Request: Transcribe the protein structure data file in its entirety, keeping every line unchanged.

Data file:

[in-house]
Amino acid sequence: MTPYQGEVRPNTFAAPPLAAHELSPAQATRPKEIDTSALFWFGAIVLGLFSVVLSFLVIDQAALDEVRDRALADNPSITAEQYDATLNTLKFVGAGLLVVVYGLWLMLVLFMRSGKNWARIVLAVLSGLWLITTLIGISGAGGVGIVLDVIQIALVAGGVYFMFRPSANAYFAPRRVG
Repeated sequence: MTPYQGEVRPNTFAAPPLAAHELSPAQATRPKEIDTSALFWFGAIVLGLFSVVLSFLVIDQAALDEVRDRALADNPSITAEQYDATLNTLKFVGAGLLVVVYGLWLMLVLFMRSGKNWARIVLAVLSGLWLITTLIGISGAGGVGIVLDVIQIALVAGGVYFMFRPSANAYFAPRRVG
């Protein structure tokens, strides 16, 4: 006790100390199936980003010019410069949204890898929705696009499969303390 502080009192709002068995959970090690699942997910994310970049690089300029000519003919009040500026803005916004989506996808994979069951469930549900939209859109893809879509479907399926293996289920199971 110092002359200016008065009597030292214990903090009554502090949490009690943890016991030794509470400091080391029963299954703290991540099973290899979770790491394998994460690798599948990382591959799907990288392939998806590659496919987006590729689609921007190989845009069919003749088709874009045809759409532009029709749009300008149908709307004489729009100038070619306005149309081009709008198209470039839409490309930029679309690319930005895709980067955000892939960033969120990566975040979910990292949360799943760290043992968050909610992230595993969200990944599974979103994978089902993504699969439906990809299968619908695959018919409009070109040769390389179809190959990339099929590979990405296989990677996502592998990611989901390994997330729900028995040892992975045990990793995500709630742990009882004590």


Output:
[in-house]
Amino acid sequence: MTPYQGEVRPNTFAAPPLAAHELSPAQATRPKEIDTSALFWFGAIVLGLFSVVLSFLVIDQAALDEVRDRALADNPSITAEQYDATLNTLKFVGAGLLVVVYGLWLMLVLFMRSGKNWARIVLAVLSGLWLITTLIGISGAGGVGIVLDVIQIALVAGGVYFMFRPSANAYFAPRRVG
Repeated sequence: MTPYQGEVRPNTFAAPPLAAHELSPAQATRPKEIDTSALFWFGAIVLGLFSVVLSFLVIDQAALDEVRDRALADNPSITAEQYDATLNTLKFVGAGLLVVVYGLWLMLVLFMRSGKNWARIVLAVLSGLWLITTLIGISGAGGVGIVLDVIQIALVAGGVYFMFRPSANAYFAPRRVG
């Protein structure tokens, strides 16, 4: 006790100390199936980003010019410069949204890898929705696009499969303390 502080009192709002068995959970090690699942997910994310970049690089300029000519003919009040500026803005916004989506996808994979069951469930549900939209859109893809879509479907399926293996289920199971 110092002359200016008065009597030292214990903090009554502090949490009690943890016991030794509470400091080391029963299954703290991540099973290899979770790491394998994460690798599948990382591959799907990288392939998806590659496919987006590729689609921007190989845009069919003749088709874009045809759409532009029709749009300008149908709307004489729009100038070619306005149309081009709008198209470039839409490309930029679309690319930005895709980067955000892939960033969120990566975040979910990292949360799943760290043992968050909610992230595993969200990944599974979103994978089902993504699969439906990809299968619908695959018919409009070109040769390389179809190959990339099929590979990405296989990677996502592998990611989901390994997330729900028995040892992975045990990793995500709630742990009882004590």